• Allocates $5 to “enjoyment.”

Result

  • State A ends the round with $7 for enjoyment (its $2, plus $5 taken from State B).
  • State B is eliminated.

If war occurs between two or more states with the same level of armaments then the war is inconclusive, meaning that all states survive and end the round with the amount of money they individually allocated towards enjoyment. If two or more states declare war on the same state, then the values of their armaments are combined, and any money for enjoyment that is taken is divided equally between the prevailing states.

States are allowed to engage in diplomacy in order to facilitate their decisions about resource allocation and foreign policy. Given the condition of international anarchy, however, any agreement or alliance that is reached through diplomacy is not automatically enforceable; states must make independent decisions about their resource allocation and foreign policies.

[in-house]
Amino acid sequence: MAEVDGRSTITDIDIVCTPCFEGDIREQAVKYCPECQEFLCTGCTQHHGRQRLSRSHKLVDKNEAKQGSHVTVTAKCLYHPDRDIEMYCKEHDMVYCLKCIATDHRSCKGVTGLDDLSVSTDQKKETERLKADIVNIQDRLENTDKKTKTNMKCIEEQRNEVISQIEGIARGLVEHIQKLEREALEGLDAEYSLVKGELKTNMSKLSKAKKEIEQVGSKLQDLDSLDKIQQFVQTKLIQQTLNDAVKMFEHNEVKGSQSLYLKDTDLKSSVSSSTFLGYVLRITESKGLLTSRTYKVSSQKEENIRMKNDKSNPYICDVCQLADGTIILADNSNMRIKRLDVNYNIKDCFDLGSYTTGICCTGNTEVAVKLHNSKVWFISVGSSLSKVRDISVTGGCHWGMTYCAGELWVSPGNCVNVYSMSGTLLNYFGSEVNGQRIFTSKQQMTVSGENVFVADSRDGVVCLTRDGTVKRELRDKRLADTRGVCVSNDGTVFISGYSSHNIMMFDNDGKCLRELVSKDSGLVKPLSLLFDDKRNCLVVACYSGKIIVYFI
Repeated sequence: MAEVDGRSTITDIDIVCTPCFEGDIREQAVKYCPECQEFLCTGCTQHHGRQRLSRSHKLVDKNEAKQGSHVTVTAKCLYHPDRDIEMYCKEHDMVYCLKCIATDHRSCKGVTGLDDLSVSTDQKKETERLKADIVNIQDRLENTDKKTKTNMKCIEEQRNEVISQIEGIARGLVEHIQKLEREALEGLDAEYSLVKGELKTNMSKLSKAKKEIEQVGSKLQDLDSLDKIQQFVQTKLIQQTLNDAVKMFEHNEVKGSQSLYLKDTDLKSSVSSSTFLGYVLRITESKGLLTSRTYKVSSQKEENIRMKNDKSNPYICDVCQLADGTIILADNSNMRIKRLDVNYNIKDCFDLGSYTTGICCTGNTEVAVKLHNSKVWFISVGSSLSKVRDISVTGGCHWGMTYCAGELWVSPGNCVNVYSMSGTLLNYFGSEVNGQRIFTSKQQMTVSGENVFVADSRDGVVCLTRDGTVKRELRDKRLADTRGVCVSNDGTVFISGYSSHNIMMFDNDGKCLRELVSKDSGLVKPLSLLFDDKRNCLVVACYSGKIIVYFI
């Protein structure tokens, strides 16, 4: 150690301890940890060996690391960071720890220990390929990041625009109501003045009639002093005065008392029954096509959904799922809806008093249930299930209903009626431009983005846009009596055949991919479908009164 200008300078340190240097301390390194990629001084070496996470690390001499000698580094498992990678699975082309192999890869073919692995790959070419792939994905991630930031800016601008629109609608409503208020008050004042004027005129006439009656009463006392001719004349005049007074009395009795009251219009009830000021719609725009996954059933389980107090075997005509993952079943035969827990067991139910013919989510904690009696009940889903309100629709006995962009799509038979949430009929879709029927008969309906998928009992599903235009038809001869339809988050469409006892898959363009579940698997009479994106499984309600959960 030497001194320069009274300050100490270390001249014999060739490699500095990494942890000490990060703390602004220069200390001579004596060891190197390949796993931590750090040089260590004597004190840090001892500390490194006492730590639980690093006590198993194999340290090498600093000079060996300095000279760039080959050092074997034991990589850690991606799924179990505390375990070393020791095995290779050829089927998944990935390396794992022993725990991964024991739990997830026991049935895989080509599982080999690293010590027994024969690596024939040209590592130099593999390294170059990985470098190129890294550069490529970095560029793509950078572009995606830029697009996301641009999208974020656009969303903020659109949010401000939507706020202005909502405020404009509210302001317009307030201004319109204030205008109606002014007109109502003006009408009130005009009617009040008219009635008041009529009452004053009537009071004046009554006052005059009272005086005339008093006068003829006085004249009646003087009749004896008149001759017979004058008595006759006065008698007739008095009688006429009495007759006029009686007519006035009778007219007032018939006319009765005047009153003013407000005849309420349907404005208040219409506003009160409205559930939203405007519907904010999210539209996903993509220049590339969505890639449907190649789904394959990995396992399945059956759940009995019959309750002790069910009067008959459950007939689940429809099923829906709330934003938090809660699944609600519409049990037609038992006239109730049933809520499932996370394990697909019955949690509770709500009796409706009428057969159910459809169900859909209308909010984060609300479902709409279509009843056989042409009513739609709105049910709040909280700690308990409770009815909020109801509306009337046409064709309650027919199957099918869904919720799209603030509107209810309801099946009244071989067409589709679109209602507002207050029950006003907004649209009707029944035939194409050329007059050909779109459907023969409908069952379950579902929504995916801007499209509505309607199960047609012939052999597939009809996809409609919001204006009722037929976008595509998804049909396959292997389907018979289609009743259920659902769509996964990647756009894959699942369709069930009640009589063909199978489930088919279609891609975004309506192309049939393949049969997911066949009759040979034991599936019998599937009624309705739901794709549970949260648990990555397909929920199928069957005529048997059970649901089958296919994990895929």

The game is played under the conditions of imperfect information and simultaneous decision-making. Each state should come to a decision as a group, which is written on a piece of paper and submitted to the instructor. Once the instructor has received decisions from all states, the results are tallied on the blackboard and the round ends. Rounds are not cumulative; states begin each round with new resources.

The number of states should increase by one per round. In practice, this is done by shuffling the students around, with the instructor choosing students from the existing groups and asking them to form a new group before a new round begins. If a state is eliminated in a particular round, then it should be replaced by a different country name in the subsequent round(s). What is important is to continue increasing the number of states in each round.

Occasionally, the simulation will result in a situation where, for example, A attacks B, B attacks C, and C attacks A. If this occurs and one state possesses more armaments than both other states, then that state shall triumph in war and eliminate the other two. If no clear victor emerges, then an armistice is concluded, in which all of the states survive and each state ends the round with the resources that it has individually allocated for “enjoyment.”